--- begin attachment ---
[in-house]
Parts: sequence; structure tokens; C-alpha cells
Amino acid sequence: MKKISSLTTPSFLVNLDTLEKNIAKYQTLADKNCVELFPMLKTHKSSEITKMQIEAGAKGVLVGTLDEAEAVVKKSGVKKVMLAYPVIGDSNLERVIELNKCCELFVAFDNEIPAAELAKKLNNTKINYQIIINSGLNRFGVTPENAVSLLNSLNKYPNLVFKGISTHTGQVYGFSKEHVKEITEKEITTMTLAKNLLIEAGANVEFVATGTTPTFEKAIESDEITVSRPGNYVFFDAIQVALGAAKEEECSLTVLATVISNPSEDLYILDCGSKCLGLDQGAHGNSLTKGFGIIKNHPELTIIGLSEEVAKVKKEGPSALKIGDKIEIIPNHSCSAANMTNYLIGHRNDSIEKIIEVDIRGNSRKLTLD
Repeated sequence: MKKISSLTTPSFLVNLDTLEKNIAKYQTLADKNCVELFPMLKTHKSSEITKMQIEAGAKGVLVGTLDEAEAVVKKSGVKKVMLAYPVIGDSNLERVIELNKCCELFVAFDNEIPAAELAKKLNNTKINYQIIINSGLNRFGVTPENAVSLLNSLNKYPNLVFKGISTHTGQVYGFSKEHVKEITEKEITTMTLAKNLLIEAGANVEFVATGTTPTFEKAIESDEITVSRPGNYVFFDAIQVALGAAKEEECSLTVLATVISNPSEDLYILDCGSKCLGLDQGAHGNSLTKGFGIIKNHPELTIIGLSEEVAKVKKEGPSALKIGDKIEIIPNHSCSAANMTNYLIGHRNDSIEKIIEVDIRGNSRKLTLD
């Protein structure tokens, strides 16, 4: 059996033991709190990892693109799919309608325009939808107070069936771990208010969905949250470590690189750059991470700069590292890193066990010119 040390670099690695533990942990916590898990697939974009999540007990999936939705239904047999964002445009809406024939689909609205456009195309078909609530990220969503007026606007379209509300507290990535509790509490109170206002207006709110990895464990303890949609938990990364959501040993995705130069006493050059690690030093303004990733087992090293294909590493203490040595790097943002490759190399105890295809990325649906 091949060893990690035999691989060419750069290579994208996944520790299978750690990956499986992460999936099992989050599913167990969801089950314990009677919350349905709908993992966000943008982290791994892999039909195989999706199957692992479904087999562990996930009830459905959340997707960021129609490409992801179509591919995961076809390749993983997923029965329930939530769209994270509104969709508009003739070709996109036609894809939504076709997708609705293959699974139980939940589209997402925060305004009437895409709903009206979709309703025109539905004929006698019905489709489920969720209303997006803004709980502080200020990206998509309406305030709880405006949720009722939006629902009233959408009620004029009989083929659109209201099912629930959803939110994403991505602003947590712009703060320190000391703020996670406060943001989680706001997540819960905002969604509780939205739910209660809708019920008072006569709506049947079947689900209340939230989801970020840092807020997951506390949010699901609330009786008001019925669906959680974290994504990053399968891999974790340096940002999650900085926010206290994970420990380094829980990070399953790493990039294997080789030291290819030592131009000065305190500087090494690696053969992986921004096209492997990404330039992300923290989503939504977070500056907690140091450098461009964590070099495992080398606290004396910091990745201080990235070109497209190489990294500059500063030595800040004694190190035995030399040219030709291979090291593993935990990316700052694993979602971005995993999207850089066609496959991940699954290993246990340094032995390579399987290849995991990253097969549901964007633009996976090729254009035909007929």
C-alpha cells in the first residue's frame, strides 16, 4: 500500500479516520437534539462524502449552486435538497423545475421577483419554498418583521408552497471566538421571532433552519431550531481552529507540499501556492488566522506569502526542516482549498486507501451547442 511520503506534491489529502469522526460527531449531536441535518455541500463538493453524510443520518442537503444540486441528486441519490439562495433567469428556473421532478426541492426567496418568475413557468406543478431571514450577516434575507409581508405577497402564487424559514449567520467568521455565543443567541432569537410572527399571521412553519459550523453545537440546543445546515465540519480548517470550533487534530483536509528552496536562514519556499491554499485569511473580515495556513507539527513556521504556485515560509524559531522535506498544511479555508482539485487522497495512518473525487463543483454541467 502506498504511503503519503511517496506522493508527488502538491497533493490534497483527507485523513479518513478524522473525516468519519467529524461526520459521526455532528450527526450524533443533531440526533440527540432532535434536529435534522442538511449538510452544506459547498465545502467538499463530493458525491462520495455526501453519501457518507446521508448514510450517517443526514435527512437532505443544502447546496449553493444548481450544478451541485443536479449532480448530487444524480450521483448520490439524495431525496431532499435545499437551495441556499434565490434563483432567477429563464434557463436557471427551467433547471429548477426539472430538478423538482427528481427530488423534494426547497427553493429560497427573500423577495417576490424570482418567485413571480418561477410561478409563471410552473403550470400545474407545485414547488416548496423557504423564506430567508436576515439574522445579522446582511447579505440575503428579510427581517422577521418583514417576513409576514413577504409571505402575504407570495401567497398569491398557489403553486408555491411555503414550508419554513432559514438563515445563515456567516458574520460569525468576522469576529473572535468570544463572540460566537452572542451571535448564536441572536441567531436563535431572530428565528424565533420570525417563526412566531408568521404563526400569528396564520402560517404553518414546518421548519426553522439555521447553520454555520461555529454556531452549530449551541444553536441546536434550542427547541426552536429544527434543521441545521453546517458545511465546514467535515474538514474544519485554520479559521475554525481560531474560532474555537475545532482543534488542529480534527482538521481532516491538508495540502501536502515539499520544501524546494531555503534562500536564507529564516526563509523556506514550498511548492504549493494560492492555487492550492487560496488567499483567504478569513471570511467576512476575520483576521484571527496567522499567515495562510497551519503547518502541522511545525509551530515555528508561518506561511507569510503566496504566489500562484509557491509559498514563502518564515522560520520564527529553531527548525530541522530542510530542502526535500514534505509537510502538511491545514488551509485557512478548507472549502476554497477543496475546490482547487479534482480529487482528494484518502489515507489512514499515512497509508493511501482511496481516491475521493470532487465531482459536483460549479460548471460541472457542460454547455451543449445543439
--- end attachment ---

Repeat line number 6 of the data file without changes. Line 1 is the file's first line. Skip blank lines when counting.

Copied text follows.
C-alpha cells in the first residue's frame, strides 16, 4: 500500500479516520437534539462524502449552486435538497423545475421577483419554498418583521408552497471566538421571532433552519431550531481552529507540499501556492488566522506569502526542516482549498486507501451547442 511520503506534491489529502469522526460527531449531536441535518455541500463538493453524510443520518442537503444540486441528486441519490439562495433567469428556473421532478426541492426567496418568475413557468406543478431571514450577516434575507409581508405577497402564487424559514449567520467568521455565543443567541432569537410572527399571521412553519459550523453545537440546543445546515465540519480548517470550533487534530483536509528552496536562514519556499491554499485569511473580515495556513507539527513556521504556485515560509524559531522535506498544511479555508482539485487522497495512518473525487463543483454541467 502506498504511503503519503511517496506522493508527488502538491497533493490534497483527507485523513479518513478524522473525516468519519467529524461526520459521526455532528450527526450524533443533531440526533440527540432532535434536529435534522442538511449538510452544506459547498465545502467538499463530493458525491462520495455526501453519501457518507446521508448514510450517517443526514435527512437532505443544502447546496449553493444548481450544478451541485443536479449532480448530487444524480450521483448520490439524495431525496431532499435545499437551495441556499434565490434563483432567477429563464434557463436557471427551467433547471429548477426539472430538478423538482427528481427530488423534494426547497427553493429560497427573500423577495417576490424570482418567485413571480418561477410561478409563471410552473403550470400545474407545485414547488416548496423557504423564506430567508436576515439574522445579522446582511447579505440575503428579510427581517422577521418583514417576513409576514413577504409571505402575504407570495401567497398569491398557489403553486408555491411555503414550508419554513432559514438563515445563515456567516458574520460569525468576522469576529473572535468570544463572540460566537452572542451571535448564536441572536441567531436563535431572530428565528424565533420570525417563526412566531408568521404563526400569528396564520402560517404553518414546518421548519426553522439555521447553520454555520461555529454556531452549530449551541444553536441546536434550542427547541426552536429544527434543521441545521453546517458545511465546514467535515474538514474544519485554520479559521475554525481560531474560532474555537475545532482543534488542529480534527482538521481532516491538508495540502501536502515539499520544501524546494531555503534562500536564507529564516526563509523556506514550498511548492504549493494560492492555487492550492487560496488567499483567504478569513471570511467576512476575520483576521484571527496567522499567515495562510497551519503547518502541522511545525509551530515555528508561518506561511507569510503566496504566489500562484509557491509559498514563502518564515522560520520564527529553531527548525530541522530542510530542502526535500514534505509537510502538511491545514488551509485557512478548507472549502476554497477543496475546490482547487479534482480529487482528494484518502489515507489512514499515512497509508493511501482511496481516491475521493470532487465531482459536483460549479460548471460541472457542460454547455451543449445543439